Sure, they deserve it, but can we afford it? That’s the lingering question this weekend as Guam Election Commission Executive Director Maria Pangelinan asks lawmakers to appropriate another hundred grand for staff raises after a rigorous election season tested employee mettle.
Guam – In the grand scheme of billion-dollar budgets, $98,000-plus in staff raises is just a drop in the ocean of cash needed to run the government of Guam annually.
So maybe that’s why there was no Spanish Inquisition on Thursday when hardworking Guam Election Commission Executive Director Maria Pangelinan sent GEC Program Coordinator Tom San Agustin to the Guam Congress Building’s public hearing room to read aloud her appeal for more commission team pay.
“The Guam Election Commission comes before you to…respectfully request funding for re-appointments of GEC staff in an effort to protect the institutional, collective knowledge and experience gained from the conduct of elections since 2004,” San Agustin read.
“Senator Esteves, did you have any questions? Senator Lee? I don’t have any questions,” Appropriations Chairman Tom Ada (D) observed. He and colleagues Fernando Esteves (R) and Regine Biscoe Lee (D) having nothing to inquire about GEC’s relatively paltry request, the sparsely attended public hearing drew to a quick and un-resounding close.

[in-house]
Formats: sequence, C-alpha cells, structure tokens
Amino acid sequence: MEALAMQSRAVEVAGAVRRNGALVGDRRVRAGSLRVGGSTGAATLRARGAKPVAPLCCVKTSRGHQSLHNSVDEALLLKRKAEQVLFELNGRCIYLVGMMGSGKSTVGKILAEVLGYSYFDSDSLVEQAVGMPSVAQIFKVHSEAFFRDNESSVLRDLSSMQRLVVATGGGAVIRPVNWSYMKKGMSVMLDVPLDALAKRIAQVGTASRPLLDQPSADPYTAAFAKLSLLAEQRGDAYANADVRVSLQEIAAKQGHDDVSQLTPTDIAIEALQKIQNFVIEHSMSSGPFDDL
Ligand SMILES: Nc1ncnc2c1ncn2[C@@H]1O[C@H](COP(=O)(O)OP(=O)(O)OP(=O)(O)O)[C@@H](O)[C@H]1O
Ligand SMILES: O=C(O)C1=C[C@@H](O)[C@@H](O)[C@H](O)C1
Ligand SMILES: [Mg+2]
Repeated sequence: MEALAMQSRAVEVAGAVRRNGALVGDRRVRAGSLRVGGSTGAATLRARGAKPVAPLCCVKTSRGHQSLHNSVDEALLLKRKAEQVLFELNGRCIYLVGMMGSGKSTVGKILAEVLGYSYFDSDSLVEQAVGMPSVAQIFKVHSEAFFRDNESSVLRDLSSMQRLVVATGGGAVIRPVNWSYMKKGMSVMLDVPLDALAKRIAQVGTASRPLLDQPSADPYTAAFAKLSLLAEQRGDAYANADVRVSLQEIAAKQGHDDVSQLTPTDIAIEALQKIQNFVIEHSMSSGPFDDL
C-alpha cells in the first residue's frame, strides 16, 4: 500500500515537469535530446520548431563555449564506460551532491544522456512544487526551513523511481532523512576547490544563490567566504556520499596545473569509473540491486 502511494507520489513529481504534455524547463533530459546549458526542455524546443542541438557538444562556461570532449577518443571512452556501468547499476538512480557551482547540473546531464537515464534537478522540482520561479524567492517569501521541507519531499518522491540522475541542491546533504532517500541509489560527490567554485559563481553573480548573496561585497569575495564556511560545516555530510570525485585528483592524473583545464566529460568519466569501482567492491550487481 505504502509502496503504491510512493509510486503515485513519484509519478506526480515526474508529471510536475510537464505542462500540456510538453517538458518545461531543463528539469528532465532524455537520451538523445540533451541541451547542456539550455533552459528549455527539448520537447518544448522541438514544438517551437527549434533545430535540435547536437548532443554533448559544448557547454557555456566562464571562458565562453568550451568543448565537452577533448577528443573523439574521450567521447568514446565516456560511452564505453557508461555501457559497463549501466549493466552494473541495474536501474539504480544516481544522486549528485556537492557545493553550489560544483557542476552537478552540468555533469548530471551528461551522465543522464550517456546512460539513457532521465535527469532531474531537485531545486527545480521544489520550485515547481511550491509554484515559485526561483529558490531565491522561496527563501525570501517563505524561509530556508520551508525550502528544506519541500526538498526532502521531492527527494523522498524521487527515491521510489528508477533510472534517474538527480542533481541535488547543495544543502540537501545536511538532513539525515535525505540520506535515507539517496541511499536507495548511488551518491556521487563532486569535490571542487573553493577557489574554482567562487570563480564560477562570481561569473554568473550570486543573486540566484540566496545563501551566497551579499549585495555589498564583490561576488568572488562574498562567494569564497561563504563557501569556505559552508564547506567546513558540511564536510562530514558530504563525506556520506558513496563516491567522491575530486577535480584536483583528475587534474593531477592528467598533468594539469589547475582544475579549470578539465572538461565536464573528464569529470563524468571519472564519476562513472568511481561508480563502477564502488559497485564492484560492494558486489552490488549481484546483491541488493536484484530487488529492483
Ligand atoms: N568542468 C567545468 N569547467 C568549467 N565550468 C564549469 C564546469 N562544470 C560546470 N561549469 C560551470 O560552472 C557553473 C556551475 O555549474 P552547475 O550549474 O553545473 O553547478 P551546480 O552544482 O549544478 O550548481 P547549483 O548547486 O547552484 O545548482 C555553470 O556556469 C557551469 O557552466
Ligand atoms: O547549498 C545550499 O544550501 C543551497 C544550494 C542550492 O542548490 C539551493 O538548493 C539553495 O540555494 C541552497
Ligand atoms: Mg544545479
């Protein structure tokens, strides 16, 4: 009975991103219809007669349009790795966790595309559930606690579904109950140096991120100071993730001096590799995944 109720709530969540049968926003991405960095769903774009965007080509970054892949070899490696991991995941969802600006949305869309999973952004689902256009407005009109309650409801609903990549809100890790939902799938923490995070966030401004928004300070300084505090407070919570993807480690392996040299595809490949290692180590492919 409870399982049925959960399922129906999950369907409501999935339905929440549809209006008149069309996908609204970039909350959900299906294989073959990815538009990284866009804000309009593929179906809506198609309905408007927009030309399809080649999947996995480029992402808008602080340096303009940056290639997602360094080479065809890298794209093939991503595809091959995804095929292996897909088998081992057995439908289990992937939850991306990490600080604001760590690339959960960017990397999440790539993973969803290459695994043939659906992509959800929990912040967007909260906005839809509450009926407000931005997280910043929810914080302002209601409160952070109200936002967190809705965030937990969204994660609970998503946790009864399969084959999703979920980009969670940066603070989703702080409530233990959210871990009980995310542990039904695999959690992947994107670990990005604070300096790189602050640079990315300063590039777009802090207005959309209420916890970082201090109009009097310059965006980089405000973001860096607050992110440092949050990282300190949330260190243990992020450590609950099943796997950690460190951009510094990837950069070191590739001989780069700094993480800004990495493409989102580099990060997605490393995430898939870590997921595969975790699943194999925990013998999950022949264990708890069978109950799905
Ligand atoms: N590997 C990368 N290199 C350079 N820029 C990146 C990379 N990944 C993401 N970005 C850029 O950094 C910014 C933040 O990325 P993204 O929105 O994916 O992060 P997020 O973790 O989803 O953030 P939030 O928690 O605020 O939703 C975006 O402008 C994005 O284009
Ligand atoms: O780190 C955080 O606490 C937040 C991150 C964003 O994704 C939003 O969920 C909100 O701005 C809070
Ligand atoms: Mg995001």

The pay adjustment request is just one third of the nearly $300,000 dollars GEC is requesting, not only to reward employees for their service but to cover the high cost of a momentous gubernatorial election season that spanned two fiscal years. Ada has neatly encapsulated the request in Bill 381-34 (COR), now before the committee.
“The Guam Election Commission respectfully requests your positive consideration of GEC’s Supplemental Budget Request for Fiscal Year 2019, unanimously approved at a public meeting of the Commission on November 15, 2018, for $298,536.00,” Pangelinan’s letter reads.
Is that all? As recently as this past summer, the 34th Legislature was beside itself over how on earth to pass a plausible FY19 budget when revenues had been decimated by the federal Tax Cuts and Jobs Act. Seeing few other options than the unthinkable—pay cuts, job elimination, or government consolidation—lawmakers raised local taxes on gas, business privileges, and property, instead. And the budget remained in the neighborhood of a billion dollars, anyway, with revenue sources limited by the absence of an immediate plan to grow the economy.
During the last week of November, Gov. Calvo transferred $5.3 million from multiple departments and agencies just so he could have enough money to pay medical insurance premiums to the Government of Guam Retirement Fund, after recently declaring a government surplus.
In his Nov. 15 “Black Friday paid holiday” proclamation, which wound up costing taxpayers a million dollars in un-worked hours, Calvo wrote, “At this point, we are on track for a slight surplus for Fiscal Year 2018.”
So, for now, scarcely affordable patronage may continue to win the day until a new gubernatorial administration can find a way to grow the economy to the point elected officials are no longer scrambling to pad pay and boast of surpluses while fidgeting in the dark for a bottle of black ink.
In her request letter to the Legislature, GEC Executive Director Maria Pangelinan apologized for not attending Thursday’s hearing. She has been off island attending a Council of State Governments meeting in Kentucky.